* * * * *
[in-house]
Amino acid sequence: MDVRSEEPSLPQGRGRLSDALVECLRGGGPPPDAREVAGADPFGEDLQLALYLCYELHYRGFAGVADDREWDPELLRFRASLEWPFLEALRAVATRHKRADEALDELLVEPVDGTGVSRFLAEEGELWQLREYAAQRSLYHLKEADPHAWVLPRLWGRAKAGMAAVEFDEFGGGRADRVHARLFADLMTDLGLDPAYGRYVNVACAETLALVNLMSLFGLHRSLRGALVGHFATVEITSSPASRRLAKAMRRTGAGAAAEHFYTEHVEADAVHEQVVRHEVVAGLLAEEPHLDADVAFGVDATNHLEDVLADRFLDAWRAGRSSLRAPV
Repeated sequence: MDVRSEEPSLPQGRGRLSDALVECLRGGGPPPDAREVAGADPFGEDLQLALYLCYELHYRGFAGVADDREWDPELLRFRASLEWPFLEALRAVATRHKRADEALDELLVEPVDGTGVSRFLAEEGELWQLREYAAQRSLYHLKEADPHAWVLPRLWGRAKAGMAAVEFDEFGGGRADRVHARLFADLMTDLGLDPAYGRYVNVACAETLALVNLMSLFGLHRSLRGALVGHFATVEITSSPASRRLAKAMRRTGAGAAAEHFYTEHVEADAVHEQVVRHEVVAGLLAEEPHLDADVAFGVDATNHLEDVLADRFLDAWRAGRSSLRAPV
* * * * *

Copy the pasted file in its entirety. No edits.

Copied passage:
[in-house]
Amino acid sequence: MDVRSEEPSLPQGRGRLSDALVECLRGGGPPPDAREVAGADPFGEDLQLALYLCYELHYRGFAGVADDREWDPELLRFRASLEWPFLEALRAVATRHKRADEALDELLVEPVDGTGVSRFLAEEGELWQLREYAAQRSLYHLKEADPHAWVLPRLWGRAKAGMAAVEFDEFGGGRADRVHARLFADLMTDLGLDPAYGRYVNVACAETLALVNLMSLFGLHRSLRGALVGHFATVEITSSPASRRLAKAMRRTGAGAAAEHFYTEHVEADAVHEQVVRHEVVAGLLAEEPHLDADVAFGVDATNHLEDVLADRFLDAWRAGRSSLRAPV
Repeated sequence: MDVRSEEPSLPQGRGRLSDALVECLRGGGPPPDAREVAGADPFGEDLQLALYLCYELHYRGFAGVADDREWDPELLRFRASLEWPFLEALRAVATRHKRADEALDELLVEPVDGTGVSRFLAEEGELWQLREYAAQRSLYHLKEADPHAWVLPRLWGRAKAGMAAVEFDEFGGGRADRVHARLFADLMTDLGLDPAYGRYVNVACAETLALVNLMSLFGLHRSLRGALVGHFATVEITSSPASRRLAKAMRRTGAGAAAEHFYTEHVEADAVHEQVVRHEVVAGLLAEEPHLDADVAFGVDATNHLEDVLADRFLDAWRAGRSSLRAPV